Dell V715w Review: Decent Inkjet MFP With Pricey Supplies
By Jon L. Jacobi and Melissa Riofrio
PCWorldJun 23, 2011 3:10 pm PDT
At a Glance
Wi-Fi and fax are standard
Pricey standard-size inks
The V715w has good features for a low-volume small or home office, but take care to avoid the very expensive standard-size inks.
The Dell V715w color inkjet multifunction printer ($170 as of June 15, 2011) aims for the small office, offering good print quality and paper-handling features, as well as both fax and Wi-Fi capabilities. However, only the high-yield inks are reasonably priced.
Setting up the V715w via its USB or Wi-Fi connection is pretty easy if you have a PC; Mac users need to download drivers from the Dell website. Dell’s on-screen installation process gives you the option of full hand-holding or more-streamlined guidance. If your router lacks Wi-Fi Protected Setup (WPS), you’ll need to tether the V715w briefly via USB. The V715w also won’t let you select a network and enter a password manually via the control panel.
Bundled software includes ABBYY FineReader Sprint optical character recognition software, which worked better on our text-only documents than on mixed documents. The Dell Printer Home task center provides one-button access to most basic scanning chores.
The Dell V715w’s control panel, with its 2.4-inch color display, is straightforward but plain. Instead of providing the usual color and monochrome copy buttons, the MFP has one button that toggles color and black modes, and another that initiates the copy–an awkward, though bearable, deviation.
Media-handling features on the V715w are mostly good. The unit has a 50-sheet automatic document feeder for scanning or copying multipage documents. Duplexing (two-sided document handling) is supported for the printer, but not the scanner. The single input tray holds an adequate 150 sheets of letter/legal-size paper (and even banner, somewhat awkwardly). You’ll also find an SD/MultiMediaCard slot and a USB/PictBridge port for saving scans and printing photos.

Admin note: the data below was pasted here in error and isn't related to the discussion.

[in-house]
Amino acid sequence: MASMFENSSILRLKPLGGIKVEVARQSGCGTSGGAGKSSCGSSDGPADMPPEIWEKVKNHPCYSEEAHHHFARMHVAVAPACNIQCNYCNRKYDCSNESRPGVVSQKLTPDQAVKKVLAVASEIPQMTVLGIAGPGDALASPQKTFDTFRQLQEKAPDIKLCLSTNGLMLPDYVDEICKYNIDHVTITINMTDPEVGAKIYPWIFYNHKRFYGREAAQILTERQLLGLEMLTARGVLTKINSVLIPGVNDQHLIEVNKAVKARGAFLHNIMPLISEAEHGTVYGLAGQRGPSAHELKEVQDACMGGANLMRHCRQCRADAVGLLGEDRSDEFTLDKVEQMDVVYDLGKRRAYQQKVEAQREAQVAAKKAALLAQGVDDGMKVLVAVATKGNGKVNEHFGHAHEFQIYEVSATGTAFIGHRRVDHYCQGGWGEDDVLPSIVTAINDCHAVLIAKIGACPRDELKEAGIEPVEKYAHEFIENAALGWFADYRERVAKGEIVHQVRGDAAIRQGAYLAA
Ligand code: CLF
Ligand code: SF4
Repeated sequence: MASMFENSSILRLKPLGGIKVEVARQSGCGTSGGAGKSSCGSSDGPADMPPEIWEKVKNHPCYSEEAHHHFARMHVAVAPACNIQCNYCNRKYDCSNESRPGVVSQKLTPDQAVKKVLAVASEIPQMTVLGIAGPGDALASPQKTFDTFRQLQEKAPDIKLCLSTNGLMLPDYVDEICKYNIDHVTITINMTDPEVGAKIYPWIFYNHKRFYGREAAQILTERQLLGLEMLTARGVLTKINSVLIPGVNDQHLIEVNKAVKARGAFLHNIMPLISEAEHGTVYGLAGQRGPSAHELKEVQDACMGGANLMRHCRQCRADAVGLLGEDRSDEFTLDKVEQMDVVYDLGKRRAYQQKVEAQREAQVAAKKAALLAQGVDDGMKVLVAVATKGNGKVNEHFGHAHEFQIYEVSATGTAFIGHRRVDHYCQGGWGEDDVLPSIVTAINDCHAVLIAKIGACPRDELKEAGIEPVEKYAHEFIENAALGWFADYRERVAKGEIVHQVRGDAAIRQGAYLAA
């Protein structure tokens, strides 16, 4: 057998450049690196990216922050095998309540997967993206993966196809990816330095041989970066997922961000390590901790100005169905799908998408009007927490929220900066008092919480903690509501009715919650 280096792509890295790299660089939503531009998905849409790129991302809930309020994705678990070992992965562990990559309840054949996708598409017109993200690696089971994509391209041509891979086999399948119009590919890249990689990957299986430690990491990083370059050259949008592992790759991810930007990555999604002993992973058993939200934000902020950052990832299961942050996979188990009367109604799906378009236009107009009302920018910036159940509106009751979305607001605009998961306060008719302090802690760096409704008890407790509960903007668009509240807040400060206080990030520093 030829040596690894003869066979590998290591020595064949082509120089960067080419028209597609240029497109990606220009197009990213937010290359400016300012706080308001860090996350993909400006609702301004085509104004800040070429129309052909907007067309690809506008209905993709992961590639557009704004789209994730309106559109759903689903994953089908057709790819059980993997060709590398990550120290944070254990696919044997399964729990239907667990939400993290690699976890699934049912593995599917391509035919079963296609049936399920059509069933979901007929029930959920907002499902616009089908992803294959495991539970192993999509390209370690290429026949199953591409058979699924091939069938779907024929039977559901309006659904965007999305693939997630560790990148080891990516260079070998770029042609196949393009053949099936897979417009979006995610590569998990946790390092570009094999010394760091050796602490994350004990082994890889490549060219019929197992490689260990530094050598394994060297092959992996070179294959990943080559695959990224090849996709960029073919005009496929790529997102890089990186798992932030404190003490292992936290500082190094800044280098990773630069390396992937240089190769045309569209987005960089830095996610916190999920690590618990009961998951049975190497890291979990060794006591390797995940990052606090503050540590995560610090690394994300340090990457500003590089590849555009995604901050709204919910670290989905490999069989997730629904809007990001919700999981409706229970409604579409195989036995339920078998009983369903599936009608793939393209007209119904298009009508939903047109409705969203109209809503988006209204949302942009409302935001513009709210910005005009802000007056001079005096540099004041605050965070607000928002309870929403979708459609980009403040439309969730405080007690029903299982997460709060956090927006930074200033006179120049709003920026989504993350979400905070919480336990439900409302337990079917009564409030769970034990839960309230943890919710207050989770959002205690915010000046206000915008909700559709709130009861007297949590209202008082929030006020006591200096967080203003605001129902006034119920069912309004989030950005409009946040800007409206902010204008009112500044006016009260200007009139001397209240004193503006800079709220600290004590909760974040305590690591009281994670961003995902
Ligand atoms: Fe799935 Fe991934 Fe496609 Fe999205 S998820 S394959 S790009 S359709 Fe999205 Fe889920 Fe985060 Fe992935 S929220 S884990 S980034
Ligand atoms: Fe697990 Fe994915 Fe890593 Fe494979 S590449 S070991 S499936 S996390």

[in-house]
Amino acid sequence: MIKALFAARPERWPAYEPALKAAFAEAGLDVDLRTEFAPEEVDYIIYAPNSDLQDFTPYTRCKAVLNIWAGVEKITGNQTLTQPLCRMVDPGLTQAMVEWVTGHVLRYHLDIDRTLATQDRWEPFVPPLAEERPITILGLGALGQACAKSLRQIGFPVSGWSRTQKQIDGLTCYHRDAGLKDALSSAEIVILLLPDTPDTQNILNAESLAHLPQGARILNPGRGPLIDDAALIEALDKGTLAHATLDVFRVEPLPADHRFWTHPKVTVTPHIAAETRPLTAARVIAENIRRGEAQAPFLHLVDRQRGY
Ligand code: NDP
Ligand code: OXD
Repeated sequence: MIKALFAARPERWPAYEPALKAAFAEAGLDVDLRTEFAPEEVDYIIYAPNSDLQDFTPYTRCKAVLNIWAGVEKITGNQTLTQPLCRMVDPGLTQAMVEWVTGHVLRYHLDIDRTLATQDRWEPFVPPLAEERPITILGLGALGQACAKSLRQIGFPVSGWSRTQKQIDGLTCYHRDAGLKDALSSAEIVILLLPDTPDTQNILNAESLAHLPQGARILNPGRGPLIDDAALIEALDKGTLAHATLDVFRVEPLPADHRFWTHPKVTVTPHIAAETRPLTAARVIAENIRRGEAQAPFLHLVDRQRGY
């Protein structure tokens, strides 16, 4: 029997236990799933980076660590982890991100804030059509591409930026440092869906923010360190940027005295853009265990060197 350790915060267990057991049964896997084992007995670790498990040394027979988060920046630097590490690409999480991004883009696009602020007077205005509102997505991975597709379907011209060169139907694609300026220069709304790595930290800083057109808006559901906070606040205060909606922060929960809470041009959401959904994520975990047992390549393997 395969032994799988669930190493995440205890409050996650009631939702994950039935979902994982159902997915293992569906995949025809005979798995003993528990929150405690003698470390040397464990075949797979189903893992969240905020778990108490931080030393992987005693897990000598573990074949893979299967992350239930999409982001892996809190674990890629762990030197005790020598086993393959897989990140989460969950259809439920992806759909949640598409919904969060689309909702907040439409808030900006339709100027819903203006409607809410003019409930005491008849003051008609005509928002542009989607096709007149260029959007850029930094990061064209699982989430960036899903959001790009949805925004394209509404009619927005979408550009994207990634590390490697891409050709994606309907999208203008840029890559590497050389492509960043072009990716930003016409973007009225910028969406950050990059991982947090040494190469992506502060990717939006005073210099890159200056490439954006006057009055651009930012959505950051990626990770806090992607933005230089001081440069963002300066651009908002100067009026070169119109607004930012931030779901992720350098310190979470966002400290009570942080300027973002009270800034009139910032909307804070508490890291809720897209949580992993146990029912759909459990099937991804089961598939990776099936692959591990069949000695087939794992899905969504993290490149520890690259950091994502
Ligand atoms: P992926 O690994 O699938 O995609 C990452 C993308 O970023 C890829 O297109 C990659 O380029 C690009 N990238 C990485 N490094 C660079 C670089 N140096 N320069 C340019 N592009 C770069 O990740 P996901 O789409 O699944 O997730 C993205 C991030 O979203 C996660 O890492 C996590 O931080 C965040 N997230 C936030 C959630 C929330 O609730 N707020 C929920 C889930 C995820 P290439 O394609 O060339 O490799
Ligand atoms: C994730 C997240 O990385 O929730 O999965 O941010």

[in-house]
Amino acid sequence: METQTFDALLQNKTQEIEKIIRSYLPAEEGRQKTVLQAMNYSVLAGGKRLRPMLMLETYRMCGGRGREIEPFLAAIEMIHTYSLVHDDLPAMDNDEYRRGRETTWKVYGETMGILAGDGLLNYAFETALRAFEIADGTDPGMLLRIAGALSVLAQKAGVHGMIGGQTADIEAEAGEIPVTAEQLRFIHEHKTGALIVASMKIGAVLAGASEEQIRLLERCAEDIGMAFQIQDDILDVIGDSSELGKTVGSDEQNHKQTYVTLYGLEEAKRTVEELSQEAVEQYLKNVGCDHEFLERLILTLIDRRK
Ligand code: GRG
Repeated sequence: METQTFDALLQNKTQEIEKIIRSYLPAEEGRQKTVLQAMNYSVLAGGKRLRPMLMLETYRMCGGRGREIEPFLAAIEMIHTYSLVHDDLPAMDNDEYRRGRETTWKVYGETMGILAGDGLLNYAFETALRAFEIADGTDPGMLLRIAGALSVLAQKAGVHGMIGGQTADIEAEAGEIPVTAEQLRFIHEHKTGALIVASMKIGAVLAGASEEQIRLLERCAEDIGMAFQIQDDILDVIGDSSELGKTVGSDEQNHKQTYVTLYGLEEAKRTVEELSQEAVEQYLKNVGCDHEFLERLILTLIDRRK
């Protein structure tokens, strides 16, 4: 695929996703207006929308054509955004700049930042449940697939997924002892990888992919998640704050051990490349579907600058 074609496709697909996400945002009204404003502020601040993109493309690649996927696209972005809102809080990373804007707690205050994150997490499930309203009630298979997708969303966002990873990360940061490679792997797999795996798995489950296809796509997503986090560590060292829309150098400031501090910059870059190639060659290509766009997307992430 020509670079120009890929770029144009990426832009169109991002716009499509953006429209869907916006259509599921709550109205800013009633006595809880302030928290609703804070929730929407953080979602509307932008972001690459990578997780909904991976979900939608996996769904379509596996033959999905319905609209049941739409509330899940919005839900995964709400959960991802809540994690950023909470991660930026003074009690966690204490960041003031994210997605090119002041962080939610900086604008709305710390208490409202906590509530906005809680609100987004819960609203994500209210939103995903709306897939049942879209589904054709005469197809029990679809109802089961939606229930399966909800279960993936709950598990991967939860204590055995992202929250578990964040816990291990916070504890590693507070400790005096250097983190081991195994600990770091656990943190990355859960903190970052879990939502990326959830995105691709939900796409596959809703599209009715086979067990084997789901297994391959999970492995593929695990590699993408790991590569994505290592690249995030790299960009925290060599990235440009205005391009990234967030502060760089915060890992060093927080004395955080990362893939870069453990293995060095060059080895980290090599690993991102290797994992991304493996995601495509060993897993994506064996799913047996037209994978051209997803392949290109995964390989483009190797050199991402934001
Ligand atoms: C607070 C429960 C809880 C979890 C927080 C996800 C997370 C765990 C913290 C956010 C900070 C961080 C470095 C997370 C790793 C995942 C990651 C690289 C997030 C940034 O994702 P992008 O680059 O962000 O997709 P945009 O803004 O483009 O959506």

In tests, at default settings on plain paper, black text printed at a middling rate of 6.4 pages per minute on both the PC and Mac platforms. On the PC, snapshot-size photos printed at 2.6 ppm at default settings and 1.5 ppm at finer settings. For a full-page, high-resolution photo on the Mac, the V715w printed at a rate of 0.7 ppm–faster than most other MFPs managed to do with the same image. If you switch the V715w into draft mode, you can get your printouts in a hurry, with passable quality. Monochrome copying speeds were slower than average, but scanning speeds were faster than average.
Text looked dark charcoal rather than black, but it was mostly crisp. Color photos printed on plain paper, on the other hand, looked washed-out and grainy; the same images appeared smooth and natural on Dell’s own glossy paper. Scans and copies were good.
The standard-size, Series 21 cartridges run $16 for 180 pages of black and $20 for 170 pages of color (in a trichamber cartridge). That’s a pricey 8.9 cents per black page, and 20.7 cents per four-color page. The Series 24 high-yield ink cartridges cost $24 for 500 pages of black and $38 for 500 pages of color–a tolerable 4.8 cents per black page and 12.4 cents per four-color page. While your mileage may vary, it’s obvious which size of inks is the better deal.
One area in which Dell shines is recycling: The company will recycle the printer for free and provide envelopes for shipping back spent cartridges.
While the V715w is a pretty good product overall, a rockier-than-usual review experience dampened our enthusiasm for it. Our original review unit’s printhead didn’t work, nor did the one on a replacement unit. Dell noted that both of those units had been used in previous reviews, and that they may have been mishandled along the way; however, the company also acknowledged that the cause might have been a printhead manufacturing problem, which Dell has since fixed. The third review unit we received was brand-new. Its printhead worked fine, but a newly inserted ink tank produced streaks until we performed a couple of head cleanings. Dell told us that any streaking should be temporary. We also somehow managed to loosen a gasket sealing the tank to the printhead, causing the ink to stop flowing. Dell says that this problem has not been widely reported among its users.